Dan Rooney died Thursday. The Pittsburgh Steelers chairman helped make that franchise a six-time Super Bowl winner and a model of consistency. He helped grow the NFL, too. He was a voice of reason among NFL owners on a number of issues, including minority hiring. Football had a friend in Dan Rooney.
"Pittsburgh certainly did," said Pro Football Hall of Famer and former Bucs coach Tony Dungy said of the 84-year-old Rooney. "And just people in general. Dan was so much about doing the right thing and listening to people and making good decisions."
Dungy worked for Rooney — and head coach Chuck Noll — as a Steelers defensive back, part of a Super Bowl winner. He worked for Rooney as a defensive assistant when he was 25. He worked for Rooney as the youngest defensive coordinator in the NFL at the time. Dungy has never forgotten Rooney's kind, respectful touch.
"And I remember when I was coaching in Indianapolis and Jeff Saturday was our player rep," Dungy said. "Jeff would come back from contentious union-management meetings and he'd tell me, 'Man, I'm glad Dan Rooney is there. I don't know if we'd get this done if it wasn't for him.' "
In the 1970s, Rooney helped direct the Steelers to four Super Bowl wins in six years and, with Noll, put together a historic 1974 draft class that produced Hall of Famers Jack Lambert, John Stallworth, Lynn Swann and Mike Webster. Rooney was a Hall of Famer himself, enshrined in 2000.
And Rooney was important to Tampa Bay football. He headed the NFL expansion committee that approved Tampa Bay's application for a team that would become the Buccaneers in 1976. When Tampa Bay began bidding for Super Bowls, Rooney was often in its corner.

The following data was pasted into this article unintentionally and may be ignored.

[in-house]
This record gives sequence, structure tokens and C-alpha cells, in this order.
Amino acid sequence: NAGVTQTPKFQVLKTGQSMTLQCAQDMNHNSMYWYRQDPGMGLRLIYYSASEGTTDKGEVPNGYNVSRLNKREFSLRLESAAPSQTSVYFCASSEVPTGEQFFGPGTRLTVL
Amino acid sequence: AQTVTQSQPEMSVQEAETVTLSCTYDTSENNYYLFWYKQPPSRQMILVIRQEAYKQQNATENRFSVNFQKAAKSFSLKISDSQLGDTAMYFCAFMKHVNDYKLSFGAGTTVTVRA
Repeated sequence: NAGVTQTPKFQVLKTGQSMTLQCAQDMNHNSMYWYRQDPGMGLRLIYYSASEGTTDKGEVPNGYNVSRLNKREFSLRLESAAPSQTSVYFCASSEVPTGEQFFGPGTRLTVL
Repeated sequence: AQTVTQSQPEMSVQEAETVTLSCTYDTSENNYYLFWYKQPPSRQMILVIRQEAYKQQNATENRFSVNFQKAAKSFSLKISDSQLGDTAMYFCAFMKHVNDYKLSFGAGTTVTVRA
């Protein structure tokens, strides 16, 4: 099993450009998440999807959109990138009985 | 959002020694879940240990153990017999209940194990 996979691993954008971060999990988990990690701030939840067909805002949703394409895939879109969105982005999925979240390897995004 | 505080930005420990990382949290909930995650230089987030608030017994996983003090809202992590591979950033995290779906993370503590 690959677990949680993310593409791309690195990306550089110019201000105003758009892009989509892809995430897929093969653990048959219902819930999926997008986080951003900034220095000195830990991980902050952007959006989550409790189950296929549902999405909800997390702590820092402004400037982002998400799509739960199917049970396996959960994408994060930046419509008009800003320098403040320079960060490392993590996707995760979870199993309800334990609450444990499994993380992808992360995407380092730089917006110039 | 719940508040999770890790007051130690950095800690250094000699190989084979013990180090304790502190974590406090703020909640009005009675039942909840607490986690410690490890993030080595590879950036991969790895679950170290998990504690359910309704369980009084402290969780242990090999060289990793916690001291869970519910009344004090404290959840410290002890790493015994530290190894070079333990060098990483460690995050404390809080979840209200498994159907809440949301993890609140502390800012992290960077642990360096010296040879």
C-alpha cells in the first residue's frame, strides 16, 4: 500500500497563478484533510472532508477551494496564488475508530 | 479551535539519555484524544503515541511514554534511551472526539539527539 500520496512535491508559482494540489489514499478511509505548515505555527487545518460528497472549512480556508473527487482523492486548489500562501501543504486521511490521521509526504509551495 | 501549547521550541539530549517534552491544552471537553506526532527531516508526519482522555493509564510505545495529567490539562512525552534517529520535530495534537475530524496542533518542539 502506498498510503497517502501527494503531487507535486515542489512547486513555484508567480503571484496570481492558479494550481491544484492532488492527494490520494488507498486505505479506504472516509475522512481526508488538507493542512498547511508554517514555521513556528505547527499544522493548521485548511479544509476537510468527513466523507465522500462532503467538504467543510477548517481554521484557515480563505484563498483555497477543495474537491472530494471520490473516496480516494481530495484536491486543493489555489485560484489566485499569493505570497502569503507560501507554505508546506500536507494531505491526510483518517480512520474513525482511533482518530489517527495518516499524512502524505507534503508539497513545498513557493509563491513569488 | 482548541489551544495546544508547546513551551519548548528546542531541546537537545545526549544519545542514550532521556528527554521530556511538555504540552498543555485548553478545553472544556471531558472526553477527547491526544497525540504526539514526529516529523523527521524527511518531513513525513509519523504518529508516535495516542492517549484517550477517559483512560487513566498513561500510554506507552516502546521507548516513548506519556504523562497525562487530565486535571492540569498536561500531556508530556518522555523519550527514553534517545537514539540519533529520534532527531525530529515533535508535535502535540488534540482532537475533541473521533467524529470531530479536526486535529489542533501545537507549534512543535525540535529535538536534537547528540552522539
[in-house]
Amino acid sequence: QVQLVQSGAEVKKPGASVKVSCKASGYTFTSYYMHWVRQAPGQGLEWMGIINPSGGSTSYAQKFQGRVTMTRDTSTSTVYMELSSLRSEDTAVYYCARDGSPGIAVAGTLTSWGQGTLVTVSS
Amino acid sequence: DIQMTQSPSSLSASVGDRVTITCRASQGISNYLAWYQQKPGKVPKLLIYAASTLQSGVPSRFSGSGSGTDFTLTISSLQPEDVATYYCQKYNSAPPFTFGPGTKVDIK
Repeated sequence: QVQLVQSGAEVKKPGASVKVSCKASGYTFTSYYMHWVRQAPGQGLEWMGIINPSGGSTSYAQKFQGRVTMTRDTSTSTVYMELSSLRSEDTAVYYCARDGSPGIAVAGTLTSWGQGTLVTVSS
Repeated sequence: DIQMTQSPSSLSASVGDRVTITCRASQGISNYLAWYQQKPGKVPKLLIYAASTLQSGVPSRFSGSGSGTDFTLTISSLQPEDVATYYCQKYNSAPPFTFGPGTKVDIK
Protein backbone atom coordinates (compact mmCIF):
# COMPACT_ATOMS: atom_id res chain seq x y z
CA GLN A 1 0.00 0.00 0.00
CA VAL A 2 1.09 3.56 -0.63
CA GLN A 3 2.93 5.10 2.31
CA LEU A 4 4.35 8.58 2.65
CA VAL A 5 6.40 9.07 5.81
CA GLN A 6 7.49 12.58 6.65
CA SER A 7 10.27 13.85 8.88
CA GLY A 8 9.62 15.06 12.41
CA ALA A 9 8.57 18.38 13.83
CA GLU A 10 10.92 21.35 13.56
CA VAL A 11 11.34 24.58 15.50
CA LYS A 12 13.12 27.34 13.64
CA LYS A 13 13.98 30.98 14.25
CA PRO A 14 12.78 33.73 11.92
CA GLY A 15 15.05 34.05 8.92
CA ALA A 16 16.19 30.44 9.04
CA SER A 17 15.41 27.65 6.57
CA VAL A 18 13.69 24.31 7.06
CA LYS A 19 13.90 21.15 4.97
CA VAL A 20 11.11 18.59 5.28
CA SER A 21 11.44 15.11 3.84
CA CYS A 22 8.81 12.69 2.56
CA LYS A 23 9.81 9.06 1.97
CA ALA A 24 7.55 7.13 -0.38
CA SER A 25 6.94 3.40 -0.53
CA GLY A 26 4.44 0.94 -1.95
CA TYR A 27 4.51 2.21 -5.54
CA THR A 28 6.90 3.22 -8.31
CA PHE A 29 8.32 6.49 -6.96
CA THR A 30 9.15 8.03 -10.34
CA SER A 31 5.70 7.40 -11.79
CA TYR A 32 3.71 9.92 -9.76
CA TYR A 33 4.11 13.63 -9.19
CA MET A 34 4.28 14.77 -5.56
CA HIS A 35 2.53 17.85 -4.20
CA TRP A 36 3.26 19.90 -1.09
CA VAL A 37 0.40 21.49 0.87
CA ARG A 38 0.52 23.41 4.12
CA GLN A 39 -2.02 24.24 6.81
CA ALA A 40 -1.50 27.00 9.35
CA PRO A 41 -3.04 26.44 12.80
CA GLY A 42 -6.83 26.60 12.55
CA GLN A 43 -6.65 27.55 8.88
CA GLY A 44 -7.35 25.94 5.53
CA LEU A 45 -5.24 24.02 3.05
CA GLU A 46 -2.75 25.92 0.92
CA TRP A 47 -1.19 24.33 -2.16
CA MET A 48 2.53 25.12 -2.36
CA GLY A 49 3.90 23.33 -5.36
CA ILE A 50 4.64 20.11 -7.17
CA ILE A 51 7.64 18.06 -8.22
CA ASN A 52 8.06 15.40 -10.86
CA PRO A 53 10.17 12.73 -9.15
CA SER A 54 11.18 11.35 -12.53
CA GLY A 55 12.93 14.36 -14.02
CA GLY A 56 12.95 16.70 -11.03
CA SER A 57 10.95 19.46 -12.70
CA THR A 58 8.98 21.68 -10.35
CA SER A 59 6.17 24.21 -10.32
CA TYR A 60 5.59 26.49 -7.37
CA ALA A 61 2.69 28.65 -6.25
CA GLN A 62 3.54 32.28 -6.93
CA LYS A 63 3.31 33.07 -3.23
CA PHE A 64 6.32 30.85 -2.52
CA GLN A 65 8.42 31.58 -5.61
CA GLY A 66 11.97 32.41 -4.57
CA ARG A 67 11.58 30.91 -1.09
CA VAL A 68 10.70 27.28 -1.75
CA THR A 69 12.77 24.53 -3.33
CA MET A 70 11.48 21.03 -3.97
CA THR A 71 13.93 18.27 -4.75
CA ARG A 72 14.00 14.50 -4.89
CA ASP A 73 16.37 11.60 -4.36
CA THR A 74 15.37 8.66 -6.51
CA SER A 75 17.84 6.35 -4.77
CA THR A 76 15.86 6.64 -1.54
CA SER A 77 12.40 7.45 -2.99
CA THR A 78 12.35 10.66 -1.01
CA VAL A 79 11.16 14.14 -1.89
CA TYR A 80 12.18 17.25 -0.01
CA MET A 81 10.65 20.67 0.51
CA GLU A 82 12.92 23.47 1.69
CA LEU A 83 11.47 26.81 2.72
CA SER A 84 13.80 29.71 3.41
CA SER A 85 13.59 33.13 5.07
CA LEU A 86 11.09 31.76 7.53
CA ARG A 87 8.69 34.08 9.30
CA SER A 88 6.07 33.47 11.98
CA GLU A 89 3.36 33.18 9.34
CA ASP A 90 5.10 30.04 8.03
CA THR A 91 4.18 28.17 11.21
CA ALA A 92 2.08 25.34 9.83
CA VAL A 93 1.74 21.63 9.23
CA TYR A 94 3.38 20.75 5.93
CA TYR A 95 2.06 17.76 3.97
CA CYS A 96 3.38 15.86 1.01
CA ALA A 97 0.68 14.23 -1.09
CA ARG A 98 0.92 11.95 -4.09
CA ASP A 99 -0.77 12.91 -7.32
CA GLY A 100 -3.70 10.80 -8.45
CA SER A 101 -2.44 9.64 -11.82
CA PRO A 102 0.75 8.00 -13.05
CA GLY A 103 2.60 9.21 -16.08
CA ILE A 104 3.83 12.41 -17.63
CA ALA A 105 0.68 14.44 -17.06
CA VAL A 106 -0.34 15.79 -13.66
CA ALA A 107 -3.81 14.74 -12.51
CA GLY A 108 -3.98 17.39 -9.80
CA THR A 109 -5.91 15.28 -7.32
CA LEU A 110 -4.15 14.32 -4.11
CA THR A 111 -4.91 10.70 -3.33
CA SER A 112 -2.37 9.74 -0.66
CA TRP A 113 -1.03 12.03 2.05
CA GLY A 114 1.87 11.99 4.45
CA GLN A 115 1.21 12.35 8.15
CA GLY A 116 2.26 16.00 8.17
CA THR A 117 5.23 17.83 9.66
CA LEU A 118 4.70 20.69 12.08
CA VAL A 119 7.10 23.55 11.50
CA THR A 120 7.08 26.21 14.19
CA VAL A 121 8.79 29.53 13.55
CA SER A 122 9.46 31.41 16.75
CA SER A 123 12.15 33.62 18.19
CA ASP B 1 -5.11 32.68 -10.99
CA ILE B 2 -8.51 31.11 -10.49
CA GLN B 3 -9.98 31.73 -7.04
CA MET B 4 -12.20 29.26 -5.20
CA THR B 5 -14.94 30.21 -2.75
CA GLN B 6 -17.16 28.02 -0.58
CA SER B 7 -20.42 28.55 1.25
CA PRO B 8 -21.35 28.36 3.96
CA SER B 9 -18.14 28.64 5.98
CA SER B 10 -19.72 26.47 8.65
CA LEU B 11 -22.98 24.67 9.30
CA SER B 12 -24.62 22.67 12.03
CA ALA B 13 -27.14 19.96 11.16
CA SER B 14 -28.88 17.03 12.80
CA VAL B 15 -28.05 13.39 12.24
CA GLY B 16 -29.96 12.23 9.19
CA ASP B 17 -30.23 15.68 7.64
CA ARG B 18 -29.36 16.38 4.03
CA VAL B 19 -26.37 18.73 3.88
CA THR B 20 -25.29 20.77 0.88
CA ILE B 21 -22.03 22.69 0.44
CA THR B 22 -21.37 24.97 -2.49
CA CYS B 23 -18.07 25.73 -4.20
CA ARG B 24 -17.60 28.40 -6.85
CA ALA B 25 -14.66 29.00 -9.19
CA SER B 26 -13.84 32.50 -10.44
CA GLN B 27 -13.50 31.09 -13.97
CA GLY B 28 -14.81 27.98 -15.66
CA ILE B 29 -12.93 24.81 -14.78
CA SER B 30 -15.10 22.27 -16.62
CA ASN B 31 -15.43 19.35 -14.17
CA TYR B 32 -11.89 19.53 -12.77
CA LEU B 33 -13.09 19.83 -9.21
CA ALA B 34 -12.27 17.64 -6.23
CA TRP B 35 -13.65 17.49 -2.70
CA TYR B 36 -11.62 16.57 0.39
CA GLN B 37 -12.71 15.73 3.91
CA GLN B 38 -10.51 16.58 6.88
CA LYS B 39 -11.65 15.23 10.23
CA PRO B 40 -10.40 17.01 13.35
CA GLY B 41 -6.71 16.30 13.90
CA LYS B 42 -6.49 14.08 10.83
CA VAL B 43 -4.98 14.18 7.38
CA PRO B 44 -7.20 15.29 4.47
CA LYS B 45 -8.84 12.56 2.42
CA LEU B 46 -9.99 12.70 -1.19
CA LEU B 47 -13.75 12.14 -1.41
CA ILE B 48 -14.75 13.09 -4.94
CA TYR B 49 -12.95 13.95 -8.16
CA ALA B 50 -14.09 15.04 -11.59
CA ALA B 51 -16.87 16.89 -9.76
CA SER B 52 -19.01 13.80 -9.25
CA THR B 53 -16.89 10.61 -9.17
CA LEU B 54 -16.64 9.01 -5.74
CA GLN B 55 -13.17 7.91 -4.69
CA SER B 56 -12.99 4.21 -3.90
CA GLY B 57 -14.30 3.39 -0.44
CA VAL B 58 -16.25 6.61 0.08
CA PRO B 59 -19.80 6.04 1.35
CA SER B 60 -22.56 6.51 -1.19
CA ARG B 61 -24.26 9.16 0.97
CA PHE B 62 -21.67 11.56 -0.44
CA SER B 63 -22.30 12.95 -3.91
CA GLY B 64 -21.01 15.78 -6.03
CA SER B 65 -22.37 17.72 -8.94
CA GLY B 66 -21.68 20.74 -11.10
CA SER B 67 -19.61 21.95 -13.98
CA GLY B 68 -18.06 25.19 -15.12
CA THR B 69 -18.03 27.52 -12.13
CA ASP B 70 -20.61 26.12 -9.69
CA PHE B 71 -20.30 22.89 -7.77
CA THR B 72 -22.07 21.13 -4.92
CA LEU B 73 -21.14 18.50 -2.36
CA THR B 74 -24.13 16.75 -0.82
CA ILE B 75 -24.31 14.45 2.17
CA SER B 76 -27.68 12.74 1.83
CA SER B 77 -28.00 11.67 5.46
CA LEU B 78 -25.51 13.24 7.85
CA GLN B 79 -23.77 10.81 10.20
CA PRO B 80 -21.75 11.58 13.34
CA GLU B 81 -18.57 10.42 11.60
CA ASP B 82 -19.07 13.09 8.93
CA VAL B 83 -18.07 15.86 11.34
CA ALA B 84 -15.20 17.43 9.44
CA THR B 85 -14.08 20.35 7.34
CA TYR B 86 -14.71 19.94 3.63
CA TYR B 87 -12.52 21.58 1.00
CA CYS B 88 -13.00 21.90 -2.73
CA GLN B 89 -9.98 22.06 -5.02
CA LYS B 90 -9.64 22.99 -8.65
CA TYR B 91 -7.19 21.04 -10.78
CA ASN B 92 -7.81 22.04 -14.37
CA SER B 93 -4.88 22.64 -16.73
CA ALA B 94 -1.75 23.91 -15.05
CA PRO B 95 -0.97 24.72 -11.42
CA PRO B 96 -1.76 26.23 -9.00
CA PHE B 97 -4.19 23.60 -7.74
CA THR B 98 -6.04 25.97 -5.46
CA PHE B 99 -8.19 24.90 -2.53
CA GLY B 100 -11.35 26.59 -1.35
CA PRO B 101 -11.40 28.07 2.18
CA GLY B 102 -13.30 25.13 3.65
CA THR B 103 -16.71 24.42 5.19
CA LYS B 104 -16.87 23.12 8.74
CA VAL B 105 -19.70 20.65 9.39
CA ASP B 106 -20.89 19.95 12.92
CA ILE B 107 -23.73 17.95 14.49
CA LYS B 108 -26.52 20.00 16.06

"I just had nothing but the highest admiration for the man," said Tampa businessman Leonard Levy, a longtime civic leader. "He had such integrity. Tampa had a friend in Dan Rooney. He embraced us. Any time Dan Rooney supported you, you had a chance."
In 2016, the Jackie Robinson Foundation honored Rooney with its Lifetime Achievement Award. He had earned it.
Dungy told a story that spoke to Rooney's open mind. It's from the late 1960s and begins with Bill Nunn, a highly respected sports writer for the Pittsburgh Courier, one of the nation's most influential African-American newspapers. Nunn had extensive knowledge of players at historically black colleges and universities.
"They hired Chuck (Noll), then Bill wrote an article that said we've got a new coach but it won't matter because we're so backwards getting players," Dungy said. "He wrote several articles slamming the team. 'They don't have any black players. They don't have any interest in black players.'
"Dan asked Bill would he mind coming to lunch. Bill had a hundred suggestions. So, Dan says, 'Well, it sounds like you might be the answer. Why don't you come work for us?' He talked Bill into leaving his job and coming to work for the Steelers as a scout. That's how it started: Mel Blount, Ernie Holmes, Glen Edwards (from St. Petersburg out of Florida A&M), Donnie Shell, John Stallworth, Frank Lewis, all those guys."
And there is the "Rooney Rule," created in 2003 and named for Rooney, then-chairman of the league's diversity committee. The rule requires teams to interview minority candidates for head coaching and senior management jobs. The spirit of the rule isn't always followed, but Dungy said that doesn't diminish Rooney's vision: "What he doesn't get enough credit for, to me, is Dan standing up in the meeting and saying, 'C'mon, what are we doing? We need to do the right thing. Look at these (hiring) numbers. This isn't right.' "
Dungy said Rooney's humility never left him.
"I was there when (Pittsburgh) won Super Bowl XIII," Dungy said. "We had a new receptionist, and she started answering the phone, 'World champion Pittsburgh Steelers.' Someone had told her that might be a good thing to do. Dan was just like, 'No, we don't do that here. Just Pittsburgh Steelers. That'll be enough.' That's just the way Dan was."